A U.S. intelligence official briefed on the matter confirmed to NBC News that National Security Advisor Mike Flynn discussed sanctions with the Russian ambassador before Flynn took office, contrary to denials from Vice President Mike Pence, White House spokesman Sean Spicer and others. The official said he was told there was no quid pro quo and that there has been no finding inside the government that Flynn did anything illegal. But he said he was surprised when Flynn initially denied to the Washington Post, which first reported this story, that he discussed sanctions on Russia with the ambassador. His spokesman later said he didn’t recall and it was possible he did, according to the Post. An administration official told the Post that Pence based his comments denying that Flynn had discussed sanctions on what Flynn told him. Flynn’s contact with Sergey Kislyak, Russia’s ambassador to the U.S., were seen by critics as a potential violation of the law. The Obama administration imposed sanctions before leaving office to punish Russia for using hackers to interfere in the U.S. presidential election. As a candidate and as president-elect, President Trump repeatedly expressed doubt about whether Russia had interfered, despite the unanimous opinion of the intelligence community. Flynn spoke to Kislyak on Dec. 29, the same day the sanctions were announced. Prior to President Trump’s inauguration, members of the Trump transition team acknowledged...

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Want to Know What Trump Will Do? Listen to Him, Not His Cabinet

The past seven days may have answered a central question about how the Trump Administration intends to approach national security policy, at least early on. Trump, it turns out, meant what he said during the campaign. One by one last month, Trump’s nominees to lead the Pentagon, the CIA, and the State and Homeland Security Departments sat before senators during their confirmation hearings and took mainstream conservative positions that were at odds with Trump’s rhetoric over the last year on Russia, NATO, torture and other issues. How, many observers wondered, would the conventional views of Trump’s cabinet be reconciled with the more extreme positions embraced by his key White House advisers, Stephen Bannon and Michael Flynn? The answer, at least in the first week of Trump’s presidency, is that the White House will carry the day. On Friday, the administration issued a hugely consequential and controversial executive order on refugees without fully consulting the national security agencies. And then it reorganized the National Security Council in a way that awarded a spot on an important committee to a domestic political adviser — Bannon. All that happened after Trump aides circulated a draft executive order on CIA and military interrogations prepared without consulting Secretary of Defense James Mattis or CIA Director Mike Pompeo, according to officials, both of whom are on record opposing torture. If implemented as written, the memo...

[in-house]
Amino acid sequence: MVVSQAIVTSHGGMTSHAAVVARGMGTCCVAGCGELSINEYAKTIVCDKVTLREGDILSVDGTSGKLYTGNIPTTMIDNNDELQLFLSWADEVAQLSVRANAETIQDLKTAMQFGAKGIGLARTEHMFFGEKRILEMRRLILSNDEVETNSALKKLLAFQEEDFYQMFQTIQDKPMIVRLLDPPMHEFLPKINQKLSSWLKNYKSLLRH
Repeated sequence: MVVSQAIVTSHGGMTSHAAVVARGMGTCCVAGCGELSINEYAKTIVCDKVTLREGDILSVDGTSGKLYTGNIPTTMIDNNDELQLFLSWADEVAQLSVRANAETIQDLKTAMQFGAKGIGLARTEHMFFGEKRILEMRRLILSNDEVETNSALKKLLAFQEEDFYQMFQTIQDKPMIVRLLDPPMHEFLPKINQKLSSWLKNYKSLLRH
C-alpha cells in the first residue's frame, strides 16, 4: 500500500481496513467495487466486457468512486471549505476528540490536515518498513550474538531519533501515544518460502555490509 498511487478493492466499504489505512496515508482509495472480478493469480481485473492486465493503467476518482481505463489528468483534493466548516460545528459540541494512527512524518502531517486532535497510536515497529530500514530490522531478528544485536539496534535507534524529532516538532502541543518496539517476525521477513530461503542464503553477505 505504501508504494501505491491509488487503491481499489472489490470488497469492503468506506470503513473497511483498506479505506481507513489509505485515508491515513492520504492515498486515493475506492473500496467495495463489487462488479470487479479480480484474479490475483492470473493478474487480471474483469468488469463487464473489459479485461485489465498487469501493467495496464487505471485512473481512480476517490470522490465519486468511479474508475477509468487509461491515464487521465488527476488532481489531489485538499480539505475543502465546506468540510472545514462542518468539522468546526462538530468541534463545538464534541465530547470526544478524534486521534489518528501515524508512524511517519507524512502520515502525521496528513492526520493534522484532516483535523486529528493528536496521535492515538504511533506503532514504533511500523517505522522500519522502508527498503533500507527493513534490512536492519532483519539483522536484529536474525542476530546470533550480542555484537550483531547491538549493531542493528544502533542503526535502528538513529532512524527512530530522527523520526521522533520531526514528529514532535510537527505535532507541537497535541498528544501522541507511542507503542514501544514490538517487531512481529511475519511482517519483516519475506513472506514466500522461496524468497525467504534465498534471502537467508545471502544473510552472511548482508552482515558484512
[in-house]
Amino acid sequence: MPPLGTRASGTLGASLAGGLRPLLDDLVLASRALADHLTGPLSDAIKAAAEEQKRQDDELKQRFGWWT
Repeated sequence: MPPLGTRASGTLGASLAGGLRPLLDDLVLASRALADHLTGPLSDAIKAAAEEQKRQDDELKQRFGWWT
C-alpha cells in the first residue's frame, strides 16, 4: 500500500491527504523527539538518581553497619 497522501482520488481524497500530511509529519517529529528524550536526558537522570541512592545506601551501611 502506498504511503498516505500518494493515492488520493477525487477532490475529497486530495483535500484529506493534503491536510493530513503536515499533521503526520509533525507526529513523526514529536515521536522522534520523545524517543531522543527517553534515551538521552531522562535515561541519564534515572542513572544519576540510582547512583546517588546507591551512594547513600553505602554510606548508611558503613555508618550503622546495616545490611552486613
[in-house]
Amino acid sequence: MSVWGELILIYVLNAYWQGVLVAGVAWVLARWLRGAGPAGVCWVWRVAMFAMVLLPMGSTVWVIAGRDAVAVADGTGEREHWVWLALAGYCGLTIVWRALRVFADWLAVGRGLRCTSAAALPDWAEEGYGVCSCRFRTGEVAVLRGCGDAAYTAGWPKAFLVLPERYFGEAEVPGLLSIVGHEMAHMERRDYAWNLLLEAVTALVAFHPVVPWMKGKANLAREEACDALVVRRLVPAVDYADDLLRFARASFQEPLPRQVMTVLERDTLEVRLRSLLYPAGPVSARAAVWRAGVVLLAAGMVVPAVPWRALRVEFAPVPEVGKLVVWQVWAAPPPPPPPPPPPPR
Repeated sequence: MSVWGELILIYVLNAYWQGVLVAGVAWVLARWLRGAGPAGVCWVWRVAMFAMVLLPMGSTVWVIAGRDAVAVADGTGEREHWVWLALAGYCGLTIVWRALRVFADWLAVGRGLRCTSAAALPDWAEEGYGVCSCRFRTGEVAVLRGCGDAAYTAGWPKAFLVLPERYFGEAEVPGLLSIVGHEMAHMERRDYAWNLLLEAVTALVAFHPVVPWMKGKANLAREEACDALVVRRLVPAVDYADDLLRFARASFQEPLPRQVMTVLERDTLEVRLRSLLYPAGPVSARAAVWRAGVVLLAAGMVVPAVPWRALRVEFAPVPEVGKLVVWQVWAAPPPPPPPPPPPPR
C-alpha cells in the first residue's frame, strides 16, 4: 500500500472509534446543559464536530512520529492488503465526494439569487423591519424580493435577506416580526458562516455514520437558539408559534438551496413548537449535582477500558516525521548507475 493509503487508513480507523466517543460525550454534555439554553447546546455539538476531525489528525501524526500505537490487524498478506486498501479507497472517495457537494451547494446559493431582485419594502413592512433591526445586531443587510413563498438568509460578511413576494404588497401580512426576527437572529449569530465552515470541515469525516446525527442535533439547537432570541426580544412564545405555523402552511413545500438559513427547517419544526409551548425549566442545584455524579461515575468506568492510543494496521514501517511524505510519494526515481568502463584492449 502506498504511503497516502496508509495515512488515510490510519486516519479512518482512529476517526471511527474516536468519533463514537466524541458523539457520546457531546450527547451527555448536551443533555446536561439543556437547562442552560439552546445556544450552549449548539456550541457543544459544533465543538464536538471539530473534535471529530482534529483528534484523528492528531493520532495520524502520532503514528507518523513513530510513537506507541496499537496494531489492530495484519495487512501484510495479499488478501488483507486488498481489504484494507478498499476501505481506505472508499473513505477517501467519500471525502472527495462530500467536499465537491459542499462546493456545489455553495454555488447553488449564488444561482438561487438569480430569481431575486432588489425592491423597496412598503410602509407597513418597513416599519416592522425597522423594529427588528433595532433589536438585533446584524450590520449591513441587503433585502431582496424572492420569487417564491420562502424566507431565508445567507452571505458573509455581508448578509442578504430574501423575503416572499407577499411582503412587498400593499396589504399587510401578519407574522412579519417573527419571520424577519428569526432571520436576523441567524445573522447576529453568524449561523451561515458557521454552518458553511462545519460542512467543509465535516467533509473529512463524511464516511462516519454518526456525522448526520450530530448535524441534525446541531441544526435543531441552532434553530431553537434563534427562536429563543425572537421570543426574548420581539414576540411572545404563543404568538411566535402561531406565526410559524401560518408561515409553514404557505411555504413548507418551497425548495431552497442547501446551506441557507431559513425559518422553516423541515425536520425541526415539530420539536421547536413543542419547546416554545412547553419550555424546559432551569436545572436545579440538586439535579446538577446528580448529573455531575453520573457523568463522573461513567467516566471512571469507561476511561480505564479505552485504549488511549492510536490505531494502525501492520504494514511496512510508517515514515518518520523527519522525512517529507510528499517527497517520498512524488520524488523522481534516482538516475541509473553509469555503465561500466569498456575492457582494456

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9 Things Trump Has Said That Might Make Putin Smile

Donald Trump was, according to many national security scholars, the most pro-Russian major party presidential candidate in modern American history. During his campaign, while Russia was under international sanctions for its seizure of Crimea from Ukraine, and was operating at odds with U.S. interests in the Middle East, Trump said a series of nice things about Russia and Vladimir Putin. Since winning, Trump has appointed people to major foreign policy jobs who espouse a mainstream Republican line of being tough on Russia. In confirmation hearings last week, Trump’s picks for secretary of state, secretary of defense and CIA director each articulated a view of Russia as a dangerous adversary meriting a tough American posture. But the president-elect himself has continued to offer unsolicited praise for Putin and Russia, even as U.S. intelligence agencies have accused Russia of an unprecedented covert operation designed to interfere in the election, in part to favor Trump. After weeks of casting doubt on those findings, Trump last week appeared to accept them — but didn’t say whether anything should be done in response. Instead, he has trashed Western institutions seen as bulwarks against Russian mischief, including NATO, the European Union, and the American intelligence community. “It’s shocking,” said Mark Katz, a professor of Russian studies at George Mason University. Here are some examples: On NATO: “I said a long time ago — that NATO...